Segel setzen für Toleranz
In 2018, the Kunsthalle Rostock wants to let the “Ship of Tolerance” into water – built by many northern lights. The project of the artist couple Ilya and Emilia Kabakov takes place for the first time in Germany.
By Stefanie Büssing
Rostock. Eight countries, two internationally renowned artists, more than 100 square meters of sailcloth to paint and a vision that is now to be realized in Rostock: “Ship of Tolerance” is the name of the project by the Russian artist couple Ilya and Emilia Kabakov the Hanseatic city, the country and other partners in the coming year. The idea: a ship as a symbol of tolerance that connects people from different continents, cultures and identities. At Rostock, as many people as possible and a lot of lifeblood should be worked on in Rostock.
Since July of this year, preparations are underway in the Hanseatic city, where the project will be realized in seven countries for the first time in Germany. This is coupled with an exhibition of the artists in the Kunsthalle Rostock. “We are very happy that we are the first to implement the project in Germany,” says KunsthallenchefUweNeumann. “It has never been there before, even with an exhibition.”
Nevertheless, the large-scale project to hunt in-between operations is “a logistical challenge,” according to Neumann. “We are glad that we have already been able to win over so many partners and sponsors in the short time,” says Project Manager Guntam Porath from the Kunsthalle, who estimates the costs at about a quarter of a million euros. The city and the country are also on board – Patroness is Minister President Manuela Schwesig. On the occasion of the 24-meter-long wooden ship, the 20-meter-long wooden ship is to be officially launched in the Ludwigs basin of Rostock’s city harbor. At the moment they are already working hard: “There was already a pilot week with 124 pupils from three schools who painted 55 sails in the Warnemünde Cruise Center,” says museum pedagogue Stefanie Meyer.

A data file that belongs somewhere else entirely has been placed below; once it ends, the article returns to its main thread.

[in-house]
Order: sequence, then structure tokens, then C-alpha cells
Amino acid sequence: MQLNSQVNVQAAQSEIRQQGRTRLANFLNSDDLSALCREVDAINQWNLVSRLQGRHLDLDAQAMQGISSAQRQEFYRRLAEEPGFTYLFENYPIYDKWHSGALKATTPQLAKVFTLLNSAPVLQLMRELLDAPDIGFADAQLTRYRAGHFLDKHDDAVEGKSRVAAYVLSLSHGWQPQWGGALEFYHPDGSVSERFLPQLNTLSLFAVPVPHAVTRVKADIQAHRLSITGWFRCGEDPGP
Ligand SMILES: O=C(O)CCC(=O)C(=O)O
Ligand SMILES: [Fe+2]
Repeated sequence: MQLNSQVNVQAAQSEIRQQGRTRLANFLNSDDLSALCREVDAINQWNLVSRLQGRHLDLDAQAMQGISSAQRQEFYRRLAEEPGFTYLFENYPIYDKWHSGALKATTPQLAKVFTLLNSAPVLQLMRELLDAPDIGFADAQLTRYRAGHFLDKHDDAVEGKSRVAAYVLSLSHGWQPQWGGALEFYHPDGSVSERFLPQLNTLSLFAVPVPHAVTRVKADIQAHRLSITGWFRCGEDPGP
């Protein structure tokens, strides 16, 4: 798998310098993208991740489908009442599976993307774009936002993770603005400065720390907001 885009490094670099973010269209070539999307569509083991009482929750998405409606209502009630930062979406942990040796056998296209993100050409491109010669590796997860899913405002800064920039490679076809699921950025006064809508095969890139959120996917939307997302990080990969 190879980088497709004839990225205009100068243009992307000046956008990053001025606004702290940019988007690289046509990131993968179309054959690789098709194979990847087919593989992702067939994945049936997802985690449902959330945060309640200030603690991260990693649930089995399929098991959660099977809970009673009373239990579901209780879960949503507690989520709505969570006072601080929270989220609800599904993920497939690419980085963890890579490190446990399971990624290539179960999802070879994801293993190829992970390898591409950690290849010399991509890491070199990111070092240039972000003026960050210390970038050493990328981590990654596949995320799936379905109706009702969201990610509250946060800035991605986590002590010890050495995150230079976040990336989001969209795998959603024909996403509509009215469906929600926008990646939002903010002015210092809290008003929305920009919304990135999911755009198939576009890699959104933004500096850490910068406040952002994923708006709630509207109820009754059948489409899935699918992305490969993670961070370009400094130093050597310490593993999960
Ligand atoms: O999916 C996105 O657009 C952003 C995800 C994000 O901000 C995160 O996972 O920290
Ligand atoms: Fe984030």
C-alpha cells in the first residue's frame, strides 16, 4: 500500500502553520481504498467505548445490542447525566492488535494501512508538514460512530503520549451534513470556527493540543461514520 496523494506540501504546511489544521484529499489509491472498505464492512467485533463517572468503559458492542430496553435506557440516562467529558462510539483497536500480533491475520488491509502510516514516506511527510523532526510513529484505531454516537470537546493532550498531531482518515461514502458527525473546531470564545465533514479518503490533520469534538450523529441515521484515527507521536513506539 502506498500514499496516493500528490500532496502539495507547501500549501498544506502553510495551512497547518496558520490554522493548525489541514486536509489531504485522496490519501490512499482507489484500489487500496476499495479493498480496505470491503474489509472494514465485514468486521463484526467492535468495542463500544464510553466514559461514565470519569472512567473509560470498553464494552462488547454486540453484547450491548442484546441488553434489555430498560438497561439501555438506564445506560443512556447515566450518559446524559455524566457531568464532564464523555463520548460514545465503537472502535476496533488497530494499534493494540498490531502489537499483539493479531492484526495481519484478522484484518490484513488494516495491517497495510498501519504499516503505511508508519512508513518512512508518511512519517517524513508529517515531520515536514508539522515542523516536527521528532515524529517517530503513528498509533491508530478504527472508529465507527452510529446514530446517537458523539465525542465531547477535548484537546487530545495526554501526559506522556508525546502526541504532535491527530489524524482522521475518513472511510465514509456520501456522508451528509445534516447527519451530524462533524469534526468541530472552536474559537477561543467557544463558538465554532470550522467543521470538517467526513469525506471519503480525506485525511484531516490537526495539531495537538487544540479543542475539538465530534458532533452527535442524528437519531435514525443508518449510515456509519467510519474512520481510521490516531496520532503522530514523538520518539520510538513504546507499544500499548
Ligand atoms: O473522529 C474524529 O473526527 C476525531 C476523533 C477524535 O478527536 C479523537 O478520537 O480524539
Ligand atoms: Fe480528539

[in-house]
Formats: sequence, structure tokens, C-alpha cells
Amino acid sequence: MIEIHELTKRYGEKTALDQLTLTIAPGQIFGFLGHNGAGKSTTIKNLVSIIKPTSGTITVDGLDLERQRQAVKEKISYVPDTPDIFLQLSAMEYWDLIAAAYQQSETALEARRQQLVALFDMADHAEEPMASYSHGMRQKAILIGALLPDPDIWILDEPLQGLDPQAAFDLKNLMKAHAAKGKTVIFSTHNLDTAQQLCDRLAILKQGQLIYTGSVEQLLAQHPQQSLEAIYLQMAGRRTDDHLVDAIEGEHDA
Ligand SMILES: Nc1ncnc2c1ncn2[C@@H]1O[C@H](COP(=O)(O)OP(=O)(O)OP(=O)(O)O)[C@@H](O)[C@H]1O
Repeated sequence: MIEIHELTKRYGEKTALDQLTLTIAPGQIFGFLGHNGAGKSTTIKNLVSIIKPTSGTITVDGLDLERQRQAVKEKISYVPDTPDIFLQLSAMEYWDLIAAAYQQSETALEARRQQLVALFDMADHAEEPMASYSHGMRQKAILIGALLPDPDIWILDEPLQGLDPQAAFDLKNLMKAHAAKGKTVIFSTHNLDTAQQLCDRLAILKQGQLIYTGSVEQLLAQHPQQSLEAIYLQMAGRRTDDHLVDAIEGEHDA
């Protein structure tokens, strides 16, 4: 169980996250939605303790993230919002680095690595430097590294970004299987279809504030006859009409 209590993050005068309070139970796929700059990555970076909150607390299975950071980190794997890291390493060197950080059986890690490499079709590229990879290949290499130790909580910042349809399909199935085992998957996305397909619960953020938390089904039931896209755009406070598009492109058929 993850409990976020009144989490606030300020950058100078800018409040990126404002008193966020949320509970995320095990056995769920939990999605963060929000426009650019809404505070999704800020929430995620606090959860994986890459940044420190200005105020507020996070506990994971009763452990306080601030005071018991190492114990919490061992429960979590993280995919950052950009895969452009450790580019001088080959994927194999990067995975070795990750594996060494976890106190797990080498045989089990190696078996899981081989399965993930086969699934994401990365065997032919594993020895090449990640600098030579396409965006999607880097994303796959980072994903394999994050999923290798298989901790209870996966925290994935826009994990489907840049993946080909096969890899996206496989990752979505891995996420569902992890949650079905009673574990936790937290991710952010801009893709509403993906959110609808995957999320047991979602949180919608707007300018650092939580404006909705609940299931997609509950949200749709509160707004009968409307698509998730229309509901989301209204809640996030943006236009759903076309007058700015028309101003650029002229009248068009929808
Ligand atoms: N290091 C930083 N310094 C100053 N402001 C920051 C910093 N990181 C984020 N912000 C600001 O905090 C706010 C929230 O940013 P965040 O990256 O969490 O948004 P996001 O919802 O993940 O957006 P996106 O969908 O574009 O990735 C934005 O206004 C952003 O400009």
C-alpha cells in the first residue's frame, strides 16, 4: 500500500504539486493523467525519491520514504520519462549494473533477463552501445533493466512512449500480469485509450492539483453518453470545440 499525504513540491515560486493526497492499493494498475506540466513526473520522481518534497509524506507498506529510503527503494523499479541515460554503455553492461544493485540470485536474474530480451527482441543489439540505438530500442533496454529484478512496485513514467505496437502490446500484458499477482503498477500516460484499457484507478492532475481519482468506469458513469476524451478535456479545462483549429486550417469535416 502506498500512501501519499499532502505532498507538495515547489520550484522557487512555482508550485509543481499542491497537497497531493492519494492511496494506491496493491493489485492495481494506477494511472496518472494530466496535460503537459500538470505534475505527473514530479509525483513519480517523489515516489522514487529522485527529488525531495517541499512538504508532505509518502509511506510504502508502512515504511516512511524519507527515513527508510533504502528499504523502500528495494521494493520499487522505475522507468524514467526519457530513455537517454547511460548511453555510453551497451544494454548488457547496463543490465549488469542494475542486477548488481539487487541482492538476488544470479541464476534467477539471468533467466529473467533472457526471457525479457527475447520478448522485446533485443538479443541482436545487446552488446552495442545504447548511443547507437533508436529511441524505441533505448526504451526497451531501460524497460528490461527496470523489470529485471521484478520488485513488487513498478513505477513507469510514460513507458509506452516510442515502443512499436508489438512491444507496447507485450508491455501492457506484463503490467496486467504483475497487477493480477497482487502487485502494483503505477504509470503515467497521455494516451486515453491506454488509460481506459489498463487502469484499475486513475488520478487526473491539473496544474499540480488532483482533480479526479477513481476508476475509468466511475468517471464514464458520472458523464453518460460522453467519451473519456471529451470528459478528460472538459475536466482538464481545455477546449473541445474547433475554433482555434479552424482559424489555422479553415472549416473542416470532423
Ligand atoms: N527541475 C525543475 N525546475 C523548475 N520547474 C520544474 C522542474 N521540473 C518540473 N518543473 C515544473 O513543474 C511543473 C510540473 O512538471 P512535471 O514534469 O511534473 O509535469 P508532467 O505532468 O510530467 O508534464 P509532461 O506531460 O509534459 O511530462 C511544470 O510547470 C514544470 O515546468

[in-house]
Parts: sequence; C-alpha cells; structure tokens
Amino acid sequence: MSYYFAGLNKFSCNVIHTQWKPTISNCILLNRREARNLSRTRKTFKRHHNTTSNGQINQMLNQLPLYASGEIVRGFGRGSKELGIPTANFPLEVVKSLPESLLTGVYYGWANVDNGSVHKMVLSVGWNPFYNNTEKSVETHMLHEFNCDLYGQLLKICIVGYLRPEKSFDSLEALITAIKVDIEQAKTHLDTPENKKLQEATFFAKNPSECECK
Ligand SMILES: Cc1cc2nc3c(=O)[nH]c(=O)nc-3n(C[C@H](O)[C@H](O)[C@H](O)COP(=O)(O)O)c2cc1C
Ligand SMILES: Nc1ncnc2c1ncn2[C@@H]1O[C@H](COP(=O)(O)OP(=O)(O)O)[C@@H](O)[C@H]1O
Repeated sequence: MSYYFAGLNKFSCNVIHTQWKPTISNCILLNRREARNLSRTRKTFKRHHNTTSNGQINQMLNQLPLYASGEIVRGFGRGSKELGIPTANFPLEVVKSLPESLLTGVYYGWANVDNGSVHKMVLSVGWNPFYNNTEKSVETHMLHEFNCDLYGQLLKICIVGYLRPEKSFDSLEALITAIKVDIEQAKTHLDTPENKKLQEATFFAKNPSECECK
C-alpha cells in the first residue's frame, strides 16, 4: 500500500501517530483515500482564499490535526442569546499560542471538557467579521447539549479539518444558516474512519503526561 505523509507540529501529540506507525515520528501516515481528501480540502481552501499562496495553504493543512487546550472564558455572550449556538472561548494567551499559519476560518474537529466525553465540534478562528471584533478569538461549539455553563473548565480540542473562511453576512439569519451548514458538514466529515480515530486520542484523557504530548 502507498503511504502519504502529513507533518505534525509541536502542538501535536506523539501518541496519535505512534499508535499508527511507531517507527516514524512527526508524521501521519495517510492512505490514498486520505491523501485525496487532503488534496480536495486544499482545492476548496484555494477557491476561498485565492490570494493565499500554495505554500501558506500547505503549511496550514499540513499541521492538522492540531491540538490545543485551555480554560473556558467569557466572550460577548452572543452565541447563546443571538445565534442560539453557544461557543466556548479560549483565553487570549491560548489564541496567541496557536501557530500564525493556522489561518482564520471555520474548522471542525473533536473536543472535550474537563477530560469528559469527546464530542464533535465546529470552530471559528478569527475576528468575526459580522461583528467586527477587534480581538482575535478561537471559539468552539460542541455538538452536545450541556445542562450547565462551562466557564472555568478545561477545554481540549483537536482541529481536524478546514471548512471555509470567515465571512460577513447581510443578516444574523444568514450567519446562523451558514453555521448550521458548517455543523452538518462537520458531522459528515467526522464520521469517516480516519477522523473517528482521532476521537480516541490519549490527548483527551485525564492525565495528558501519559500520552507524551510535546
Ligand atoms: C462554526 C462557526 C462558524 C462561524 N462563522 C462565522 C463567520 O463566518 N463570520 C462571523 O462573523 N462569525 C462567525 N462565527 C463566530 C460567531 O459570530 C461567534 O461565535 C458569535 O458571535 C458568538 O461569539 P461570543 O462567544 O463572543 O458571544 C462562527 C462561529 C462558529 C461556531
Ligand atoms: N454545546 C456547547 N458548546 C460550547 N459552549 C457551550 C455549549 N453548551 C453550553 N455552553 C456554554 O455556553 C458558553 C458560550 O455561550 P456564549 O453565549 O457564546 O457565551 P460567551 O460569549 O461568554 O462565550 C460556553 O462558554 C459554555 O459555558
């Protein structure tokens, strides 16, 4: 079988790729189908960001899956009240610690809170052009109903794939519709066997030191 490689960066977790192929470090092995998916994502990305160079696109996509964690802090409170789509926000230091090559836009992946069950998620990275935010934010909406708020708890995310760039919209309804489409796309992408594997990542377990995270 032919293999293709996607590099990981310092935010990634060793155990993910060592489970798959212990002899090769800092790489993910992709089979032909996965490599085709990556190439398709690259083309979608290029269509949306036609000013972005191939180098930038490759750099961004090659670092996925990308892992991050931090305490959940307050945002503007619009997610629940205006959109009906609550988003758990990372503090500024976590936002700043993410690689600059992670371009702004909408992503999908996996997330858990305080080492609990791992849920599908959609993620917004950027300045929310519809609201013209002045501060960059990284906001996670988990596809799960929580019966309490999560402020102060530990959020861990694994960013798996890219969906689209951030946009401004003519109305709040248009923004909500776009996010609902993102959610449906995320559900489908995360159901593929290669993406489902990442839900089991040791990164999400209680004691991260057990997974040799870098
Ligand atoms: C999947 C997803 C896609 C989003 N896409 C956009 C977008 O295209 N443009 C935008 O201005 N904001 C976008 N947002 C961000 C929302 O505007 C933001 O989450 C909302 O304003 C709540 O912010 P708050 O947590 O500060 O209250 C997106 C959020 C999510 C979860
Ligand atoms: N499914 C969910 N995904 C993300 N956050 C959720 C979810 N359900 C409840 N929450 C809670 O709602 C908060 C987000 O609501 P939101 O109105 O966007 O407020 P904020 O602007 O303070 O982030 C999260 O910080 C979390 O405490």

“For the ship we need at least 125 sails, but our goal is 800, fitting for the 800th anniversary celebration.” To reach this goal, the Kunsthalle still seeks fellow combatants. “These can be school classes, clubs, senior groups or individuals,” Meyer says. “Anyone who feels like it, can join in.” The material is provided by the Kunsthalle, painted there, in the schools or also in both partners, among others in the marble hall of the Neptun indoor swimming pool or in the painting hall of the Rostock Volkstheater. At the beginning of April next year, work on the 20-meter-long and six-meter-wide hull will begin on the grounds of the IKU Rostock, which will weigh about ten tons. To implement the project equally in all cities, the Kunsthalle has exact specifications from the artists to get,
Mounted on a pontoon, the ship will be on the Warnow from May to October next year and will be part of the city’s 800th anniversary celebrations, the 38th International Hanseatic League and the Hanseatic League. “It will even be number one there,” says Porath.
It is not possible to drive, but the interior, which seats around 30 people, will be used for events, readings and lectures on respect and tolerance, as well as the pontoon, which acts as a stage for concerts. “We hope,” says Neumann, “that it will be a living place of lived tolerance.”
Who in the project
“Ship of Tolerance” would like to become part of the international team: Interested parties who would like to paint a sail (regardless of whether school classes, groups, clubs or individuals of all ages) as well as other partners or sponsors can visit the Kunsthalle Rostock with museum pedagogue Stefanie Meyer under J0381 / 381 70 14 or by mail: museumspaedagogik @ rostock. to report. The next student workshops will take place from 27th November to 1st December and from 4th to 8th December in the Marble Hall of the Neptune swimming pool (please register). Further information about the project: www.sot-rostock.de